Physics Colloquium - Fall 2018

The Physics Colloquium Lecture Series will take place on the days listed below from 12:00pm - 1:00pm in the Joe Mack Wilson Students Center, room A 216 on the Marietta Campus (PDF).

Thursday, September 6, 2018

  • Dr. Marco Guzzi, Department of Physics, Kennesaw State University (KSU)
    • “The Large Hadron Collider (LHC) Era: Protons and New Physics”
    • ABSTRSCT: The CERN Large Hadron Collider (LHC) is the world’s biggest and most powerful particle accelerator where high energy beams of protons, traveling at approximately the speed of light, collide. I will discuss the physics of the LHC by using a simple language and I will highlight its role as a precision and discovery machine. I will discuss how our current knowledge of the structure of the proton has an impact on both precision observables and potential discovery of New Physics signals. 

Friday, October 5, 2018

  • Dr. Chetan Dhital, Department of Physics, KSU
    • "Electronic phase diagram of Sr3 (Ir1-x Rux)2O7"
    • ABSTRACT: Iridium-based 5d transition metal oxides host rather unusual electronic/magnetic ground states due to strong interplay between electronic correlation, lattice structure and spin-orbit interactions. Out of the many oxides containing iridium in its 4+ valence state, the Ruddelsden-Popper (RP) series [Srn+1IrnO3n+1] oxides are some of the most interesting systems to study. I will discuss about the importance of electronic correlations in Sr3Ir2O7 (so called weakly correlated) by doping the iridium with ruthenium. Finally, I will present the electronic/magnetic phase diagram of the doped system Sr3 (Ir1-xRux) 2O7 resulting from electrical transport, magnetization and neutron scattering study.

Friday, November 9, 2018

  • Dr. Connie B. Roth, Associate Professor, Department of Physics, Emory University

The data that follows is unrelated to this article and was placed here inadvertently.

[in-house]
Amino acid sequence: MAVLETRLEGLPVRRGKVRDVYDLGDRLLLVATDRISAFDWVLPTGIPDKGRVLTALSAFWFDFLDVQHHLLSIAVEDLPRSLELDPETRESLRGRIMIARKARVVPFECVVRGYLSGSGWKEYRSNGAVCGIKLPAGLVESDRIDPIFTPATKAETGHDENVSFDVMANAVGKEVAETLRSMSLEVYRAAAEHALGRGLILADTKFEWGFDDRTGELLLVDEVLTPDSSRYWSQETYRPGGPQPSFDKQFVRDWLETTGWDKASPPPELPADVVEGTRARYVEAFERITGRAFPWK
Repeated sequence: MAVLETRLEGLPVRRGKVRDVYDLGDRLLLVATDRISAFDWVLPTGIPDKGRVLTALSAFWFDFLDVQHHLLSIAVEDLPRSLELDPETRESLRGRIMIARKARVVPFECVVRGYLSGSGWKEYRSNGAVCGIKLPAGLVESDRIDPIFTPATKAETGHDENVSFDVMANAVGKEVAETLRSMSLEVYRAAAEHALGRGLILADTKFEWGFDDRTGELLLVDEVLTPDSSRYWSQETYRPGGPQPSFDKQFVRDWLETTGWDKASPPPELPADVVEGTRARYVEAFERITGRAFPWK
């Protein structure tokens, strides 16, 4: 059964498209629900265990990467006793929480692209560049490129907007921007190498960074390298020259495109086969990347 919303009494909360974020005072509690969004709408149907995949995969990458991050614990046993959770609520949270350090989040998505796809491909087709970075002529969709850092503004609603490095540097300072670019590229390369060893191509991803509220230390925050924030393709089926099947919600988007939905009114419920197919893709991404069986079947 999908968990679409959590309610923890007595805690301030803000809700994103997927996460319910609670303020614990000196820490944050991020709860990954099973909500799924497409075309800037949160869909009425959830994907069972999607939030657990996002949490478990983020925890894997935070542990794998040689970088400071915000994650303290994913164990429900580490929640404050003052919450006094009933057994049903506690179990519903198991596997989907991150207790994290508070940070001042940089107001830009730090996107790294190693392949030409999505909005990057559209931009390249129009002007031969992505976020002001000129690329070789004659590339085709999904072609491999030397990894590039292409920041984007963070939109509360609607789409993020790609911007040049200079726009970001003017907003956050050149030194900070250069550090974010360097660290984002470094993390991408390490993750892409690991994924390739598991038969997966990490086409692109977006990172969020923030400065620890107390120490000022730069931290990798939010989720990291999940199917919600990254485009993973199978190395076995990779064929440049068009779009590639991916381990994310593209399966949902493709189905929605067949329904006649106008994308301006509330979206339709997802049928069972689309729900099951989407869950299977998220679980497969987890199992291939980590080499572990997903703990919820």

• "Local Changes to the Glass Transition Temperature Near and Across Polymer Interfaces"
    • ABSTRACT: Polymers (aka plastics) are long chain molecules that are used for all sorts of applications because of their strong mechanical properties, low cost, ease of processing, and light weight. New technologies for energy, filtration, and bioengineering applications are creating nanostructured, hybrid, and nanoscaled materials where polymers are in contact with many different kinds of interfaces. The presence of these interfaces strongly affects the local material properties of polymers, which is especially true for polymer glasses. Glasses are non-equilibrium solids with amorphous (non-crystalline) molecular order, existing as window glass, clear plastics, and jammed particulate systems. Our lab tries to understand what about the molecular structure of polymers dictates their physical properties and how they change near interfaces. We use a fluorescence technique to measure the local value of the glass transition temperature (Tg), the temperature at which the material solidifies on cooling from an equilibrium liquid to a non-equilibrium glass. We have mapped out the local Tg profile near and across interfaces between two dissimilar polymers for a number of glassy/rubbery systems. These results show surprisingly large length scales that contradict traditional textbook understanding, and have implications for the physics behind engineering new materials at the nanoscale.

Friday, November 30, 2018

  • Student Presentations